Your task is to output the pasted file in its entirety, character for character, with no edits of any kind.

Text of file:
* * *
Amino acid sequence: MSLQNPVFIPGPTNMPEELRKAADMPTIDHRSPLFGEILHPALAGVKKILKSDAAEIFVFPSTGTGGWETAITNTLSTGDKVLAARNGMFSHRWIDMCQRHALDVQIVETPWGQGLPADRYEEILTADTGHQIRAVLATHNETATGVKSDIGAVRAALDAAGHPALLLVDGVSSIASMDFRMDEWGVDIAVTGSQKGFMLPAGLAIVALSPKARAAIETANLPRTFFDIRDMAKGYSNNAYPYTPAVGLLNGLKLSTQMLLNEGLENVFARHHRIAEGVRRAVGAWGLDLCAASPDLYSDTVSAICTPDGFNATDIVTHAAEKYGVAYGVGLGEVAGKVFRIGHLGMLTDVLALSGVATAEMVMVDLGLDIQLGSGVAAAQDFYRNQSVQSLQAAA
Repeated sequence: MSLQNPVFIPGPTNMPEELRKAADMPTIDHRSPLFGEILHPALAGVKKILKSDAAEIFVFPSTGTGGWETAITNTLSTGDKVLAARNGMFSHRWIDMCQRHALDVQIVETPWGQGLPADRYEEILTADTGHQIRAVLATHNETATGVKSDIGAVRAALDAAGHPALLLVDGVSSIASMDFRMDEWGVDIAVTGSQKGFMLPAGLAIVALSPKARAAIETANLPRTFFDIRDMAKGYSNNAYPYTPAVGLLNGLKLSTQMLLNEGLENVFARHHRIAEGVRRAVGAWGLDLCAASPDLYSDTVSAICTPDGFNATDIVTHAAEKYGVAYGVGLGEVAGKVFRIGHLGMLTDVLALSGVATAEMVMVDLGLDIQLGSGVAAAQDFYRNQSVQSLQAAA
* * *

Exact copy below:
Amino acid sequence: MSLQNPVFIPGPTNMPEELRKAADMPTIDHRSPLFGEILHPALAGVKKILKSDAAEIFVFPSTGTGGWETAITNTLSTGDKVLAARNGMFSHRWIDMCQRHALDVQIVETPWGQGLPADRYEEILTADTGHQIRAVLATHNETATGVKSDIGAVRAALDAAGHPALLLVDGVSSIASMDFRMDEWGVDIAVTGSQKGFMLPAGLAIVALSPKARAAIETANLPRTFFDIRDMAKGYSNNAYPYTPAVGLLNGLKLSTQMLLNEGLENVFARHHRIAEGVRRAVGAWGLDLCAASPDLYSDTVSAICTPDGFNATDIVTHAAEKYGVAYGVGLGEVAGKVFRIGHLGMLTDVLALSGVATAEMVMVDLGLDIQLGSGVAAAQDFYRNQSVQSLQAAA
Repeated sequence: MSLQNPVFIPGPTNMPEELRKAADMPTIDHRSPLFGEILHPALAGVKKILKSDAAEIFVFPSTGTGGWETAITNTLSTGDKVLAARNGMFSHRWIDMCQRHALDVQIVETPWGQGLPADRYEEILTADTGHQIRAVLATHNETATGVKSDIGAVRAALDAAGHPALLLVDGVSSIASMDFRMDEWGVDIAVTGSQKGFMLPAGLAIVALSPKARAAIETANLPRTFFDIRDMAKGYSNNAYPYTPAVGLLNGLKLSTQMLLNEGLENVFARHHRIAEGVRRAVGAWGLDLCAASPDLYSDTVSAICTPDGFNATDIVTHAAEKYGVAYGVGLGEVAGKVFRIGHLGMLTDVLALSGVATAEMVMVDLGLDIQLGSGVAAAQDFYRNQSVQSLQAAA